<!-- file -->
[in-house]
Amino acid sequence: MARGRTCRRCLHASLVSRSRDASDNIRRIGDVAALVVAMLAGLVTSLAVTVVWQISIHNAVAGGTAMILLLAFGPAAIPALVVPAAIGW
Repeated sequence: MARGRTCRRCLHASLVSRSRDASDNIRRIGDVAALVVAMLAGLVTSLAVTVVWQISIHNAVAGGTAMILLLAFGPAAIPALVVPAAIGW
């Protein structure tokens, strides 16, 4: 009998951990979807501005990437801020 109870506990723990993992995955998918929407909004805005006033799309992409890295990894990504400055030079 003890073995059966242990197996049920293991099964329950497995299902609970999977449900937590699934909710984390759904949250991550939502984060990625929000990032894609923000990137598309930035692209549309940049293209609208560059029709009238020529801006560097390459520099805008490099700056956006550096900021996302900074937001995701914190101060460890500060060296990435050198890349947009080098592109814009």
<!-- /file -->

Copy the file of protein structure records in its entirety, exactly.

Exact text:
[in-house]
Amino acid sequence: MARGRTCRRCLHASLVSRSRDASDNIRRIGDVAALVVAMLAGLVTSLAVTVVWQISIHNAVAGGTAMILLLAFGPAAIPALVVPAAIGW
Repeated sequence: MARGRTCRRCLHASLVSRSRDASDNIRRIGDVAALVVAMLAGLVTSLAVTVVWQISIHNAVAGGTAMILLLAFGPAAIPALVVPAAIGW
């Protein structure tokens, strides 16, 4: 009998951990979807501005990437801020 109870506990723990993992995955998918929407909004805005006033799309992409890295990894990504400055030079 003890073995059966242990197996049920293991099964329950497995299902609970999977449900937590699934909710984390759904949250991550939502984060990625929000990032894609923000990137598309930035692209549309940049293209609208560059029709009238020529801006560097390459520099805008490099700056956006550096900021996302900074937001995701914190101060460890500060060296990435050198890349947009080098592109814009």